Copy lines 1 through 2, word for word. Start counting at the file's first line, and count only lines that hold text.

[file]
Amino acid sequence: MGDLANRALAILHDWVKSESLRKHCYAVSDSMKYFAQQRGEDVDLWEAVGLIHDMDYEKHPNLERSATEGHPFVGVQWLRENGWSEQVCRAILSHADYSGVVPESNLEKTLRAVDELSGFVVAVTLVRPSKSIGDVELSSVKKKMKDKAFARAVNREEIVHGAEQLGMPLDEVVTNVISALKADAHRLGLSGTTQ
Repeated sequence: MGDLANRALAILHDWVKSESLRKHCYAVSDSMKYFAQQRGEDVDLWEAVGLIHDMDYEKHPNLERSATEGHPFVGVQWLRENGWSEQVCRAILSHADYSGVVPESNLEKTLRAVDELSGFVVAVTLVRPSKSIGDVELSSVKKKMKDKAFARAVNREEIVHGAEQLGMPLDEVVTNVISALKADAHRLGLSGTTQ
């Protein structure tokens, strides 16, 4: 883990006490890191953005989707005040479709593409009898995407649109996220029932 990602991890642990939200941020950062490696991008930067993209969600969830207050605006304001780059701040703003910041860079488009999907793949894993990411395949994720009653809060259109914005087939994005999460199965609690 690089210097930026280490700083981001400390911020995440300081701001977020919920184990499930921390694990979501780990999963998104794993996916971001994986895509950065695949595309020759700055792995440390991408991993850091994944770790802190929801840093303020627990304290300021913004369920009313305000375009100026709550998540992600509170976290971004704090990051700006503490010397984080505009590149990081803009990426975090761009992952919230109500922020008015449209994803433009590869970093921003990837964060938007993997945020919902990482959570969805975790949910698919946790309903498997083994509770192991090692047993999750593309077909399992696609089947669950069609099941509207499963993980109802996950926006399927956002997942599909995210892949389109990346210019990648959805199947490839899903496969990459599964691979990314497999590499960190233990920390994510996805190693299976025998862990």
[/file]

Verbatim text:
Amino acid sequence: MGDLANRALAILHDWVKSESLRKHCYAVSDSMKYFAQQRGEDVDLWEAVGLIHDMDYEKHPNLERSATEGHPFVGVQWLRENGWSEQVCRAILSHADYSGVVPESNLEKTLRAVDELSGFVVAVTLVRPSKSIGDVELSSVKKKMKDKAFARAVNREEIVHGAEQLGMPLDEVVTNVISALKADAHRLGLSGTTQ
Repeated sequence: MGDLANRALAILHDWVKSESLRKHCYAVSDSMKYFAQQRGEDVDLWEAVGLIHDMDYEKHPNLERSATEGHPFVGVQWLRENGWSEQVCRAILSHADYSGVVPESNLEKTLRAVDELSGFVVAVTLVRPSKSIGDVELSSVKKKMKDKAFARAVNREEIVHGAEQLGMPLDEVVTNVISALKADAHRLGLSGTTQ